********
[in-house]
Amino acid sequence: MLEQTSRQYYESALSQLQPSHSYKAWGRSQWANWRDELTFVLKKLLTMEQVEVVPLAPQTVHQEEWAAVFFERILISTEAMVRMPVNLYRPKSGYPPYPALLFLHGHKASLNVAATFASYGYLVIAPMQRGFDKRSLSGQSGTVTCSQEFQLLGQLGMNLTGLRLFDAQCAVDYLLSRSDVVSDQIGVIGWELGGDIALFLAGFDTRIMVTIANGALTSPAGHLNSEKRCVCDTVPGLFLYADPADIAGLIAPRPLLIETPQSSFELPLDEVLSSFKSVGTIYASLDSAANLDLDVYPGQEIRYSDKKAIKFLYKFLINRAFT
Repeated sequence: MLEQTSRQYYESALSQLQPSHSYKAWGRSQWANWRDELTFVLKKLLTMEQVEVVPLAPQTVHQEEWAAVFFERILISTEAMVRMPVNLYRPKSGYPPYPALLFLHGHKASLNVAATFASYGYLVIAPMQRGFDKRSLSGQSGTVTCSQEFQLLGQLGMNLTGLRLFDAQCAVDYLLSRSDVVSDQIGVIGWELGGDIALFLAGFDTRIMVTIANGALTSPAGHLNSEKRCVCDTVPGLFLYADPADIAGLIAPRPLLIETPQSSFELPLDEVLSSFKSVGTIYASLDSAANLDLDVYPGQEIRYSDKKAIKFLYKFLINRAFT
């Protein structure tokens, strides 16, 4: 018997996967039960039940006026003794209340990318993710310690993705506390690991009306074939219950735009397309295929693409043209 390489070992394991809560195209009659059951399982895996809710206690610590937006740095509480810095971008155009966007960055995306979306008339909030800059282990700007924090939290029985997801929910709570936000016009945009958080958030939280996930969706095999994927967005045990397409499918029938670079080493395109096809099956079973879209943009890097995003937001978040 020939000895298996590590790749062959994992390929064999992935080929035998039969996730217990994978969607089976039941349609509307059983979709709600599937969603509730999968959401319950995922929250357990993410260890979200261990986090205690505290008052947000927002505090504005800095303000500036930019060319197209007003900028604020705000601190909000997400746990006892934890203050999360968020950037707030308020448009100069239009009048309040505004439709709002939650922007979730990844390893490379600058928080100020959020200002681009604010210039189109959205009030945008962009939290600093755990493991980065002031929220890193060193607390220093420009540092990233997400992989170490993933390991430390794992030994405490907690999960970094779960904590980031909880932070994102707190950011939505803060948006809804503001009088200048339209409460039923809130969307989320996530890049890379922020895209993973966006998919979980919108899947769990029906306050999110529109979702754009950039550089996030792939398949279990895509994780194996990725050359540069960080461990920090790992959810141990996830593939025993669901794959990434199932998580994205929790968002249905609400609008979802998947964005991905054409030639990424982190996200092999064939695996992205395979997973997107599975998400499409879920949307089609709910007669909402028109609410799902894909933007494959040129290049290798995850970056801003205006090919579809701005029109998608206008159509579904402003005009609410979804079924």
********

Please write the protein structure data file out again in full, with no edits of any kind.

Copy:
[in-house]
Amino acid sequence: MLEQTSRQYYESALSQLQPSHSYKAWGRSQWANWRDELTFVLKKLLTMEQVEVVPLAPQTVHQEEWAAVFFERILISTEAMVRMPVNLYRPKSGYPPYPALLFLHGHKASLNVAATFASYGYLVIAPMQRGFDKRSLSGQSGTVTCSQEFQLLGQLGMNLTGLRLFDAQCAVDYLLSRSDVVSDQIGVIGWELGGDIALFLAGFDTRIMVTIANGALTSPAGHLNSEKRCVCDTVPGLFLYADPADIAGLIAPRPLLIETPQSSFELPLDEVLSSFKSVGTIYASLDSAANLDLDVYPGQEIRYSDKKAIKFLYKFLINRAFT
Repeated sequence: MLEQTSRQYYESALSQLQPSHSYKAWGRSQWANWRDELTFVLKKLLTMEQVEVVPLAPQTVHQEEWAAVFFERILISTEAMVRMPVNLYRPKSGYPPYPALLFLHGHKASLNVAATFASYGYLVIAPMQRGFDKRSLSGQSGTVTCSQEFQLLGQLGMNLTGLRLFDAQCAVDYLLSRSDVVSDQIGVIGWELGGDIALFLAGFDTRIMVTIANGALTSPAGHLNSEKRCVCDTVPGLFLYADPADIAGLIAPRPLLIETPQSSFELPLDEVLSSFKSVGTIYASLDSAANLDLDVYPGQEIRYSDKKAIKFLYKFLINRAFT
């Protein structure tokens, strides 16, 4: 018997996967039960039940006026003794209340990318993710310690993705506390690991009306074939219950735009397309295929693409043209 390489070992394991809560195209009659059951399982895996809710206690610590937006740095509480810095971008155009966007960055995306979306008339909030800059282990700007924090939290029985997801929910709570936000016009945009958080958030939280996930969706095999994927967005045990397409499918029938670079080493395109096809099956079973879209943009890097995003937001978040 020939000895298996590590790749062959994992390929064999992935080929035998039969996730217990994978969607089976039941349609509307059983979709709600599937969603509730999968959401319950995922929250357990993410260890979200261990986090205690505290008052947000927002505090504005800095303000500036930019060319197209007003900028604020705000601190909000997400746990006892934890203050999360968020950037707030308020448009100069239009009048309040505004439709709002939650922007979730990844390893490379600058928080100020959020200002681009604010210039189109959205009030945008962009939290600093755990493991980065002031929220890193060193607390220093420009540092990233997400992989170490993933390991430390794992030994405490907690999960970094779960904590980031909880932070994102707190950011939505803060948006809804503001009088200048339209409460039923809130969307989320996530890049890379922020895209993973966006998919979980919108899947769990029906306050999110529109979702754009950039550089996030792939398949279990895509994780194996990725050359540069960080461990920090790992959810141990996830593939025993669901794959990434199932998580994205929790968002249905609400609008979802998947964005991905054409030639990424982190996200092999064939695996992205395979997973997107599975998400499409879920949307089609709910007669909402028109609410799902894909933007494959040129290049290798995850970056801003205006090919579809701005029109998608206008159509579904402003005009609410979804079924």